A century of Veteran mental health, the advancements in treatment and the changing attitudes towards employing Veterans is the focus of this year’s free-to-attend Military Mind business symposium presented by Combat Stress. The symposium will be held from 9am to 2.30pm on 23 May at 1599 at The Royal College of Physicians and Surgeons of Glasgow.
Sponsored by Thales, Military Mind will explore the value that former servicemen and women add to an organisation’s productivity and the practical ways that companies can ensure the workplace wellbeing of their veteran and reservist employees. The event will centre on what support companies can implement, regardless of their size or sector. Experts in the field of military mental health, as well as those in the corporate sector who employ veterans, will join clinical specialists from Combat Stress to present methods that businesses have used to create a supportive environment for veterans and reservists at work.
Sue Freeth, Chief Executive of Combat Stress, said:
“Former servicemen and women bring enormous value to the workplace. This symposium will help responsible businesses build and enhance their workplace wellbeing programmes for their veteran and reservist workforce.
“Through this symposium we will explore practical ways companies can create effective, well-being support initiatives in the workplace. Our aim is to ensure employers are fully equipped to support their former service employees.”
Mike Seabrook, UK Company Secretary of Thales, said:
“Studies have found that 33 productive days are lost per year to moderate to severe depression by the 5.6% of employees that suffer from it – regardless of whether they are ex-forces. This drops to only 2 days if they no longer suffer from depression – a huge difference.
“Thales know that veterans can mean good business – ex forces’ training and skills are transferable to the workplace and companies like Thales are lucky enough to benefit from this huge pool of talent. It makes good business sense to build comprehensive and effective wellbeing programmes to support all employees and focus on the needs of specific groups of employees, including veterans. We look forward to sharing where we are on our veterans programme journey and our experience at the symposium.”
For more information or to register to attend please contact Maggie Bennion, Senior Corporate Fundraising Officer, at Maggie.Bennion@combatstress.org.uk or call 01372 587158 or visit our website.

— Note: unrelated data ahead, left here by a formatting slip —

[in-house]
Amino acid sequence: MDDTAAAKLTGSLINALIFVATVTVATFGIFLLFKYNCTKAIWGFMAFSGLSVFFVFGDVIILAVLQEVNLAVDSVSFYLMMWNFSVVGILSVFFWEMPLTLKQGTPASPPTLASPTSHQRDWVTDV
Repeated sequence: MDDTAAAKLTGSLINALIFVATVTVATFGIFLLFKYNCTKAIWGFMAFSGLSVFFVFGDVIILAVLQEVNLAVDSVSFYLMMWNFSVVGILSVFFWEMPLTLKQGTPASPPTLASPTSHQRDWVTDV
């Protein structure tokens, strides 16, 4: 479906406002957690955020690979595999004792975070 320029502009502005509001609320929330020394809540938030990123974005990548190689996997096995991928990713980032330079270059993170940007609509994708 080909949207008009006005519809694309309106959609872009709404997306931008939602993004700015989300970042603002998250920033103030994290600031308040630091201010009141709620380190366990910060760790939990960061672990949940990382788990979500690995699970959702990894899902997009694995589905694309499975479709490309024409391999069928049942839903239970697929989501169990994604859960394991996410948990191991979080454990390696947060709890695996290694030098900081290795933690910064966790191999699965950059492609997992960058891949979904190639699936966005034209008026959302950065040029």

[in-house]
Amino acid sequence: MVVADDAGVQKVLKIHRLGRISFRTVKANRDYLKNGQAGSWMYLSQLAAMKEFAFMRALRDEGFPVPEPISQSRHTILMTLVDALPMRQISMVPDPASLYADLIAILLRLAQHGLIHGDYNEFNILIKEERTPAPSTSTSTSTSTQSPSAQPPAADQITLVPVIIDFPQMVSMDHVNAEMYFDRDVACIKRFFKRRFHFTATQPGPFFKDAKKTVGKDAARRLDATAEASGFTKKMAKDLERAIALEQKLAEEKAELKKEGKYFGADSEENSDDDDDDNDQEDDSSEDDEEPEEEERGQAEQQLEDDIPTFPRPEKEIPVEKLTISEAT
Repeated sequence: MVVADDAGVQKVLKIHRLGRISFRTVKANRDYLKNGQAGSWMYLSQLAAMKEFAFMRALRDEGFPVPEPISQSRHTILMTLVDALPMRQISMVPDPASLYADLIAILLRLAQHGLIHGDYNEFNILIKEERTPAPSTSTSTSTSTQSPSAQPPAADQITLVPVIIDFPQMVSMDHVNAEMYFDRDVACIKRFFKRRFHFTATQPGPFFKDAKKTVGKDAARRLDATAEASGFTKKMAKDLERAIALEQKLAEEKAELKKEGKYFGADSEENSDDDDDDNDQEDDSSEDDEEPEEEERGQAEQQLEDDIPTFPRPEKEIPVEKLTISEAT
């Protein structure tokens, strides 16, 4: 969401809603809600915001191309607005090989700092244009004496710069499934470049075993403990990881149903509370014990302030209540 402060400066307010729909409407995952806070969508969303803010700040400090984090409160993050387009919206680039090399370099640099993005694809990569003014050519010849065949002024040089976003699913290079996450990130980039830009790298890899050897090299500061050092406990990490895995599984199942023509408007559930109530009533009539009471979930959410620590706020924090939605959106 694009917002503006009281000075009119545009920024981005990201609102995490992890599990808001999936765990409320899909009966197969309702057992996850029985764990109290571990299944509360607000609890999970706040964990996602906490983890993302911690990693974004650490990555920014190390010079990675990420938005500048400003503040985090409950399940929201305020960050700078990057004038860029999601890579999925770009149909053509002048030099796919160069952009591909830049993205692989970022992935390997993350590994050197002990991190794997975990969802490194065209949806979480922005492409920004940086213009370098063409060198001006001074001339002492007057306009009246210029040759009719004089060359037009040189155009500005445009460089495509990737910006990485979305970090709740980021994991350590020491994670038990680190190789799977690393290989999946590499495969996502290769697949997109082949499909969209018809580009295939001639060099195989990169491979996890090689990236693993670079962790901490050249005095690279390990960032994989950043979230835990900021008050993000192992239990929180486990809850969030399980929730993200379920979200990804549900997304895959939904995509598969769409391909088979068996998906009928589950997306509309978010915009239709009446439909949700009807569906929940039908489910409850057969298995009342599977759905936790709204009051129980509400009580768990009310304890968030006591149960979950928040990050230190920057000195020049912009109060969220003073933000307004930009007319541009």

For more information please contact Nicola Hudson, PR and Communications Officer, on 01372 587165 / 07711 590259 or at email@example.com.
Notes to editors:
Combat Stress is the UK’s leading charity for veterans’ mental health. For a century we’ve helped former servicemen and women deal with trauma-related mental health issues like anxiety, depression and post-traumatic stress disorder. Each year we see an average of 2,000 referrals. Demand for our services continues to grow – in the last ten years we’ve a 97% increase in referrals.
On average it takes 13 years after leaving the military for veterans to contact Combat Stress for help, by which time their condition is often highly complex. However, veterans of the Afghanistan and Iraq conflicts are coming to Combat Stress much sooner (four and six years respectively).
To help veterans rebuild their lives, we provide a range of free services:
• Short-stay clinical treatment at our treatment centres in Ayrshire and Surrey
• A specialist PTSD Intensive Treatment Programme – delivered at our treatment centres
• Occupational therapy – delivered at our treatment centres and in the community, we use meaningful and creative activity to encourage hope, wellbeing and recovery
• Outpatients – assessment by psychiatrists and psychologists – at our treatment centres and in the community – enables us to diagnose, define and deliver the treatment veterans require
• Community Teams – providing treatment and practical support to veterans. Last year our regional community teams undertook almost 5,400 face-to-face appointments
• Peer Support Service – Led by veterans for veterans, it’s the first UK-wide service of its kind for those with mental health problems. The service enables them to share their experiences, receive support and socialise with others with similar experiences.
• Substance Misuse Case Management Service – helping veterans to access the services for their drug and alcohol problems so their mental health issues can be addressed
• We have a 24-hour Helpline available to veterans and their families (0800 138 1619) and to serving personnel and their families (0800 323 4444)
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